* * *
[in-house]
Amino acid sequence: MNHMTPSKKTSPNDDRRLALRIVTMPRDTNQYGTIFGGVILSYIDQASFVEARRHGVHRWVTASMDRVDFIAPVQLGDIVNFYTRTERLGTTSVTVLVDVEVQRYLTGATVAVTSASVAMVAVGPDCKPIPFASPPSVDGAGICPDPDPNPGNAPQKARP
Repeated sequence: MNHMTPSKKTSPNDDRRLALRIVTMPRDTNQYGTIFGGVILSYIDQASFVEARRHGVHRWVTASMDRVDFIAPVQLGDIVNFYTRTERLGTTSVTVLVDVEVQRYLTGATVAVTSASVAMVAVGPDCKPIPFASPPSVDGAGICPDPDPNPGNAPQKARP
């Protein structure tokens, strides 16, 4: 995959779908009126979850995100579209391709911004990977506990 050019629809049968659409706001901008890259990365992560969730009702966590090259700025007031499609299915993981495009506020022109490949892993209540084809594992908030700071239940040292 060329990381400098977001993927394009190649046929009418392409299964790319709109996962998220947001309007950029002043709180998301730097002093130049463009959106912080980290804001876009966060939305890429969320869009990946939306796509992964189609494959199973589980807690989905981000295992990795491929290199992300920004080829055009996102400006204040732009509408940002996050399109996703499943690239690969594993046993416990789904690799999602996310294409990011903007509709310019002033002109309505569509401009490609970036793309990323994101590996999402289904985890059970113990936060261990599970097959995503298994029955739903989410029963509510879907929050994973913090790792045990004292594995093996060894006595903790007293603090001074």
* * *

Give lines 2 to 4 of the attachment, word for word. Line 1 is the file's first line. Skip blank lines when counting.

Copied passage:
Amino acid sequence: MNHMTPSKKTSPNDDRRLALRIVTMPRDTNQYGTIFGGVILSYIDQASFVEARRHGVHRWVTASMDRVDFIAPVQLGDIVNFYTRTERLGTTSVTVLVDVEVQRYLTGATVAVTSASVAMVAVGPDCKPIPFASPPSVDGAGICPDPDPNPGNAPQKARP
Repeated sequence: MNHMTPSKKTSPNDDRRLALRIVTMPRDTNQYGTIFGGVILSYIDQASFVEARRHGVHRWVTASMDRVDFIAPVQLGDIVNFYTRTERLGTTSVTVLVDVEVQRYLTGATVAVTSASVAMVAVGPDCKPIPFASPPSVDGAGICPDPDPNPGNAPQKARP
């Protein structure tokens, strides 16, 4: 995959779908009126979850995100579209391709911004990977506990 050019629809049968659409706001901008890259990365992560969730009702966590090259700025007031499609299915993981495009506020022109490949892993209540084809594992908030700071239940040292 060329990381400098977001993927394009190649046929009418392409299964790319709109996962998220947001309007950029002043709180998301730097002093130049463009959106912080980290804001876009966060939305890429969320869009990946939306796509992964189609494959199973589980807690989905981000295992990795491929290199992300920004080829055009996102400006204040732009509408940002996050399109996703499943690239690969594993046993416990789904690799999602996310294409990011903007509709310019002033002109309505569509401009490609970036793309990323994101590996999402289904985890059970113990936060261990599970097959995503298994029955739903989410029963509510879907929050994973913090790792045990004292594995093996060894006595903790007293603090001074």